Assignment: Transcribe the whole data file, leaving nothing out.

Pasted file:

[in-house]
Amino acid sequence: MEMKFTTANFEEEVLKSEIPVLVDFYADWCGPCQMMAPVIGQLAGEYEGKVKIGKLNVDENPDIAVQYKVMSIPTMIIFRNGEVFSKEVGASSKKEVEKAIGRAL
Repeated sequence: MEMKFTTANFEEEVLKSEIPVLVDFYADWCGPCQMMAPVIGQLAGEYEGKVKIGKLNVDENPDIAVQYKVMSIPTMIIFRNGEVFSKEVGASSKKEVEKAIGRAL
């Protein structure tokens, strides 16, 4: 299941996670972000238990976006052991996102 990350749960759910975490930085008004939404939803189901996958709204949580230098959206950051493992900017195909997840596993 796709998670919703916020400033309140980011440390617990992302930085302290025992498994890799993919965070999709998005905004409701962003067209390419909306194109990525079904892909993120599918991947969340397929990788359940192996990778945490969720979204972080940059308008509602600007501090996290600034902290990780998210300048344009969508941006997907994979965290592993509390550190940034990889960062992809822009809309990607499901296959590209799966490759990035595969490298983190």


[in-house]
Amino acid sequence: MEMKFTTANFEEEVLKSEIPVLVDFYADWCGPCQMMAPVIGQLAGEYEGKVKIGKLNVDENPDIAVQYKVMSIPTMIIFRNGEVFSKEVGASSKKEVEKAIGRAL
Repeated sequence: MEMKFTTANFEEEVLKSEIPVLVDFYADWCGPCQMMAPVIGQLAGEYEGKVKIGKLNVDENPDIAVQYKVMSIPTMIIFRNGEVFSKEVGASSKKEVEKAIGRAL
């Protein structure tokens, strides 16, 4: 299941996670972000238990976006052991996102 990350749960759910975490930085008004939404939803189901996958709204949580230098959206950051493992900017195909997840596993 796709998670919703916020400033309140980011440390617990992302930085302290025992498994890799993919965070999709998005905004409701962003067209390419909306194109990525079904892909993120599918991947969340397929990788359940192996990778945490969720979204972080940059308008509602600007501090996290600034902290990780998210300048344009969508941006997907994979965290592993509390550190940034990889960062992809822009809309990607499901296959590209799966490759990035595969490298983190």